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9/11 – Eye Witness

John Botte is a former NYPD detective and lifelong photographer. His unique, powerful and intimate approach to his subject matter can only be described as fine art photo-journalism. Shot entirely in a black-and-white format, Botte’s work depicts a deep respect for his subject matter and an innate desire to communicate the moment in a way that reveals humanity. Of his photographic projects, he is best-known for his body of work capturing the days following the Sept. 11, 2001 terrorist attacks on the World Trade Center in Manhattan. Now, on the 10th anniversary of 9/11– and five years since the release of Aftermath, his controversial volume of photos that chronicled the days, weeks and months that followed the catastrophic events – many of those stirring images are being exhibited at the Morrison Hotel Gallery in downtown Manhattan.

In this exclusive interview with Arts East, Botte opens up about the exhibit and what it means to his community.

AE: Wow did you go about selecting the photos for this exhibit?
JB: I didn't. I gave my curator Timothy White the images and let him make the selection. I felt if I removed myself completely and let someone else tell a story with my images, I was curious on how it would turn out. This was something I had never done before, and I must say he did it above and beyond my expectations.

AE: Were there certain themes - visual or otherwise - that emerged during that process?
JB: None in particular. If I shot a frame of film that evoked a certain emotion for me, I just went with it.

AE: What has the response to the exhibit been like so far from those who have seen it?
JB: The response to the exhibit has been incredible. The climate this time around versus five years ago when my book was released is completely different. The level of respect people have shown me not only as a first responder, but as a visual artist has been humbling for me.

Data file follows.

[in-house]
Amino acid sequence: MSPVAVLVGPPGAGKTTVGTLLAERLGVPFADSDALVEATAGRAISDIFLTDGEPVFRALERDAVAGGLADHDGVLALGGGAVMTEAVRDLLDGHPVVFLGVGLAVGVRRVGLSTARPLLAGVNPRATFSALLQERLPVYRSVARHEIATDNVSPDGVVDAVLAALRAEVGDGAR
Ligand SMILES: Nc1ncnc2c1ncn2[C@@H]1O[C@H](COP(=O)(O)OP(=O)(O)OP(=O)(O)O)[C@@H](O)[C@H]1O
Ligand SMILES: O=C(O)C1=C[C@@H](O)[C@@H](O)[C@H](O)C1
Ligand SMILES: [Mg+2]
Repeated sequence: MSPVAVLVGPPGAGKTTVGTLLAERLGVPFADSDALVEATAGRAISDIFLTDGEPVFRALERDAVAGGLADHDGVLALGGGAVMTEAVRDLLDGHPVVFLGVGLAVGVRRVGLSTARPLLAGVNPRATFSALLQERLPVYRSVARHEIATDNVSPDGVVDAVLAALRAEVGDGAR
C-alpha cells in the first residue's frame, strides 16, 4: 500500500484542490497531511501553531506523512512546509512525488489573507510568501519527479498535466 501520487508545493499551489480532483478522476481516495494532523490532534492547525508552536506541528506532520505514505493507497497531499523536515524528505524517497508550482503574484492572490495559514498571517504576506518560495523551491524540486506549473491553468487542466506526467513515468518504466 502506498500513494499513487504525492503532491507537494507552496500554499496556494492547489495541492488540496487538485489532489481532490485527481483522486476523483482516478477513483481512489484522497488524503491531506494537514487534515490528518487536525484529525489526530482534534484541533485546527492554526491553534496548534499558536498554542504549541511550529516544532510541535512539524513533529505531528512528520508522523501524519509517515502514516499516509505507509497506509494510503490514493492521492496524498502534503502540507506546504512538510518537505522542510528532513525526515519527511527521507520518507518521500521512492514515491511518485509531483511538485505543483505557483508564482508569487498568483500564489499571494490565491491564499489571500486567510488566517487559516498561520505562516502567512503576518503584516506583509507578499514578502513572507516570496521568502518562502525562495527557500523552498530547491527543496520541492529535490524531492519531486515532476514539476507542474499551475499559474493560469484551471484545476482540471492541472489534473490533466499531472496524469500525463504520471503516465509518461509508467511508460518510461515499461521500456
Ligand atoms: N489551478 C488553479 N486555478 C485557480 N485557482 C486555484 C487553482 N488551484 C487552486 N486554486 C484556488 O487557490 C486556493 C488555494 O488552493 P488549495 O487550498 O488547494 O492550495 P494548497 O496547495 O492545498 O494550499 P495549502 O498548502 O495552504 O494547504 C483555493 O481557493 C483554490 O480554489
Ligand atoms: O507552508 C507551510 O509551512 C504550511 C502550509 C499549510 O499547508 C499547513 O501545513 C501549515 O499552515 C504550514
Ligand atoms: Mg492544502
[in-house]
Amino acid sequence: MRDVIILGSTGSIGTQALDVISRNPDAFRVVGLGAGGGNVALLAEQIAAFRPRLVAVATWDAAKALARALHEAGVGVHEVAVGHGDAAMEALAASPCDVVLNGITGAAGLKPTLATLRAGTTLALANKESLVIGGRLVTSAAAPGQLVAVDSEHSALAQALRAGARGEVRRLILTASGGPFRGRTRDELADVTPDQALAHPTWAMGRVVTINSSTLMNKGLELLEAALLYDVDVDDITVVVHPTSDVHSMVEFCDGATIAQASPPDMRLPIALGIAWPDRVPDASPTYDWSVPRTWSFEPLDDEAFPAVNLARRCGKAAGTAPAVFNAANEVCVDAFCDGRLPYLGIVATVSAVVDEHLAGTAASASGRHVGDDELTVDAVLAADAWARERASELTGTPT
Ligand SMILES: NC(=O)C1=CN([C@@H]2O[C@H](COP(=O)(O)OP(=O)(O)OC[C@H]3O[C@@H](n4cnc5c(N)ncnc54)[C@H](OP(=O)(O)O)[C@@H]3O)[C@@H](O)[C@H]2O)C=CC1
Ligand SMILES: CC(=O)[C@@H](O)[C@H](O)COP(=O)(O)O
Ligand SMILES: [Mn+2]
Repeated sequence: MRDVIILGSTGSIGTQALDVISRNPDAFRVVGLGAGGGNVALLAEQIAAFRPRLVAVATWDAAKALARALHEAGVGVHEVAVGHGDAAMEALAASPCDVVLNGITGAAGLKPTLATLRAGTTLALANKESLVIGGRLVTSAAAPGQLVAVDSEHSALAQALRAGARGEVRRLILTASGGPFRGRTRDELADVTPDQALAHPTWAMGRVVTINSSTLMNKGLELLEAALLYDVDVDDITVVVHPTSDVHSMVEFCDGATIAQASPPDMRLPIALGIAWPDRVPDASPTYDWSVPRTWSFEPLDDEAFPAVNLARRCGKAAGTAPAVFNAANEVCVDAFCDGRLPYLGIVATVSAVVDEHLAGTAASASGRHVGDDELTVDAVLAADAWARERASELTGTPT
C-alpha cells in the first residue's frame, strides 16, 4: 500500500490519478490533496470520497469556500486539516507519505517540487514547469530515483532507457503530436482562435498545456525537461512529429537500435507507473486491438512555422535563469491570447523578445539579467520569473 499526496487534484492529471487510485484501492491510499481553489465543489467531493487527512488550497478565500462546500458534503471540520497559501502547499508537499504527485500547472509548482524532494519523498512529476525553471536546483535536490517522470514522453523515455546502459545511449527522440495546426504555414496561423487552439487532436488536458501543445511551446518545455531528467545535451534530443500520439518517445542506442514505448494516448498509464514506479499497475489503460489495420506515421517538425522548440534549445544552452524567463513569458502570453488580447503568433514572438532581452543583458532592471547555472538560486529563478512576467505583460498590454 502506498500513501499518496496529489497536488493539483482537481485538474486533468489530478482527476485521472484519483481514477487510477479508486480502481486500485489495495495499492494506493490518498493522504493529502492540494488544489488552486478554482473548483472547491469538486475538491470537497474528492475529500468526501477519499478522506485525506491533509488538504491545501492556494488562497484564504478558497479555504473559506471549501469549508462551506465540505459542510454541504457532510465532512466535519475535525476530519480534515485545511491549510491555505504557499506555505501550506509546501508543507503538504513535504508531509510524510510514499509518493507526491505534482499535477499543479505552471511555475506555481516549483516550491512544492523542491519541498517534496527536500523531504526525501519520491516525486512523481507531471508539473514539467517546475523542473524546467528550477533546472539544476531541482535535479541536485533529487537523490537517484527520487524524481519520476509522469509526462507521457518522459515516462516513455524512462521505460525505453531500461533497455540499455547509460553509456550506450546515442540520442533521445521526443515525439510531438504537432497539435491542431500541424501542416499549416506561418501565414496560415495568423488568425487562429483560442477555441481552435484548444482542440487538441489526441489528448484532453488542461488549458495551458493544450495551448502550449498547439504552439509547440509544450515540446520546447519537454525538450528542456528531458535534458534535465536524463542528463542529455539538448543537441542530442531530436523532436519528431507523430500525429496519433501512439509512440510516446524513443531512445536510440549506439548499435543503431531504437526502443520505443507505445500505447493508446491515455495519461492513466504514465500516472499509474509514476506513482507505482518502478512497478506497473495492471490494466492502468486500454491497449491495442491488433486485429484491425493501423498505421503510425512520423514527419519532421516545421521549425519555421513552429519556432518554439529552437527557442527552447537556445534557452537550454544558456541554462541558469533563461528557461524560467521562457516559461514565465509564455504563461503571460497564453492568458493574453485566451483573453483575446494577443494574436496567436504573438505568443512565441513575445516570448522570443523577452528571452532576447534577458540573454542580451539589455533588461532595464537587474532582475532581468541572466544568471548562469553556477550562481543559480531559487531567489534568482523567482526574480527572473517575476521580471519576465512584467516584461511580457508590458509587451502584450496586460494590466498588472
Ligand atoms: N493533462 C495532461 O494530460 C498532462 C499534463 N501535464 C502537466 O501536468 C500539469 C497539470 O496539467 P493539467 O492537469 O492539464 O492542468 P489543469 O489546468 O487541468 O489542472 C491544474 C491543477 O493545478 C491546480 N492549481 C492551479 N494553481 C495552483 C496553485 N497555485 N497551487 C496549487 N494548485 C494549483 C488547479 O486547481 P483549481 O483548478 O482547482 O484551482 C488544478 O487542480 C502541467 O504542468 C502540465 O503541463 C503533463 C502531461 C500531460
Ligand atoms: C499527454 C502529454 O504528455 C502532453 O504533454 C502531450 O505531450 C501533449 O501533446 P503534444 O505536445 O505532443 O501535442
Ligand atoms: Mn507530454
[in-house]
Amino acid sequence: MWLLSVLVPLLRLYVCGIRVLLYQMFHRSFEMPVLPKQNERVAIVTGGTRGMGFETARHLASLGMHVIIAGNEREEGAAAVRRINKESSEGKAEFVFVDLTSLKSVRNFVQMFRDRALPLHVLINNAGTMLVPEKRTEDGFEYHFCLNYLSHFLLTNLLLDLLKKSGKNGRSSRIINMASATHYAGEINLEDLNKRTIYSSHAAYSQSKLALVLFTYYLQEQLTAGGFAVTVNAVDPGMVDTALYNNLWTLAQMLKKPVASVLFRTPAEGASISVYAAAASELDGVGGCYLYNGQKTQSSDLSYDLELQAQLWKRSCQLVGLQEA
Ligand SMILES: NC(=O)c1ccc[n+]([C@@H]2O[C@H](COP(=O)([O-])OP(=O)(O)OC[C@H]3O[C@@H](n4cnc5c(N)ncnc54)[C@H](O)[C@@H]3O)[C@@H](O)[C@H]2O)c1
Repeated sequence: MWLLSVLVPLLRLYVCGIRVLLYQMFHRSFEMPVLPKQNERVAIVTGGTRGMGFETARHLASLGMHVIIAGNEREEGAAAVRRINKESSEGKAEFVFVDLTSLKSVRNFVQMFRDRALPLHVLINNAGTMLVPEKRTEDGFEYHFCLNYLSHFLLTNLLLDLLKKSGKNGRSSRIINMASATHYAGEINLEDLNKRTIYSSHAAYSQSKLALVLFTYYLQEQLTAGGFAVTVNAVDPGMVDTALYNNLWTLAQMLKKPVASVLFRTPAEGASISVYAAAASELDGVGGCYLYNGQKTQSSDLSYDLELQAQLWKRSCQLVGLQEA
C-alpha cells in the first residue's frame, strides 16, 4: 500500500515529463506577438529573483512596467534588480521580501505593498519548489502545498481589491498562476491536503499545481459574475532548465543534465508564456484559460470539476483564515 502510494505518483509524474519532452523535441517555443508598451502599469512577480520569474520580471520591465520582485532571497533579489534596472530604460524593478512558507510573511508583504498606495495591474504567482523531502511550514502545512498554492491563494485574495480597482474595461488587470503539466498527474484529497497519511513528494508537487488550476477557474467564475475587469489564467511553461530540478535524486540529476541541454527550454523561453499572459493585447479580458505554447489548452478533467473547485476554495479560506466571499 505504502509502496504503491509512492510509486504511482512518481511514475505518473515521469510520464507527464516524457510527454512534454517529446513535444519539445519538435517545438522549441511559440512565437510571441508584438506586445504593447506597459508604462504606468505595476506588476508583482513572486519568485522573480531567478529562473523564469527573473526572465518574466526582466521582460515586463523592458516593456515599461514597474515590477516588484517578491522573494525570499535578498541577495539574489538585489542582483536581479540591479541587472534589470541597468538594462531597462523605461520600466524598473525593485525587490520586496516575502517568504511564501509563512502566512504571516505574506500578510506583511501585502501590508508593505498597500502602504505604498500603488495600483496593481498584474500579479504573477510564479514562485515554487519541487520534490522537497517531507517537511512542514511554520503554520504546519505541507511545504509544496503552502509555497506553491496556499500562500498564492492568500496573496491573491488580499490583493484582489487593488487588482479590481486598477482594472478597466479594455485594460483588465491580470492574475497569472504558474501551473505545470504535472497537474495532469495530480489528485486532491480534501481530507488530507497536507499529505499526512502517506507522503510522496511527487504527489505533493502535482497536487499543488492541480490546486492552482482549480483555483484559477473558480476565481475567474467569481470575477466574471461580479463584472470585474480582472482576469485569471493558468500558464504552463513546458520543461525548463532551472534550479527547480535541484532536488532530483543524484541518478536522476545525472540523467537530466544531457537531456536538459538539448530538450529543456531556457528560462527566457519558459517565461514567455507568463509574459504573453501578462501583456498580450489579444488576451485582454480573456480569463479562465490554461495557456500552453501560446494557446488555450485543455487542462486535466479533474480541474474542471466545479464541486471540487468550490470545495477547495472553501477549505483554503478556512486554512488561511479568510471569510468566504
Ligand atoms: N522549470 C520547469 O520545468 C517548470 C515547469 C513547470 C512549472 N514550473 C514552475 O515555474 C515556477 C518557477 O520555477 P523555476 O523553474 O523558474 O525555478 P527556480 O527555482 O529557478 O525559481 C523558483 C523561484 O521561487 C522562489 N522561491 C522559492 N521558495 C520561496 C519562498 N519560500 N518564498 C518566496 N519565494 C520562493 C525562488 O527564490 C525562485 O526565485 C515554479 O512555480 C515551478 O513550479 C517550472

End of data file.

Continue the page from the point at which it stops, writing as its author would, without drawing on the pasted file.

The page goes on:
AE: Do you feel that this exhibit is part of the collective healing process for both yourself and others?
JB: Perhaps in some ways. People take from it whatever they choose to take. Good or bad. But what this body of work will always be, is an eternal tribute to all who sacrificed.

AE: Will you take the exhibit on the road?
JB: That depends on the sponsors. Exhibits are very expensive and often require several sponsors to absorb the cost that come with doing this sort of thing. But yes, I would love to see the exhibit travel to other areas.

AE: Looking back on your experiences in the days, weeks and months that followed 9/11 - and everything that has happened since then - how has your perspective on life changed?
JB: I reflect often on 9/11 and how it's changed me in so many different ways. I don't have any anger or bitterness eating away at me - I just do my best to continue with my rehabilitation and never forget all those who gave of themselves.

AE: How has photography, in general, contributed to that process?
JB: Reflecting back ten years, I can say with certainty that without photography, I think things would have turned out very differently for me. So I'm very thankful to my art and have realized that for many years, I took it for granted. I don't think that way anymore.

More information on Botte and the exhibit can be found HERE

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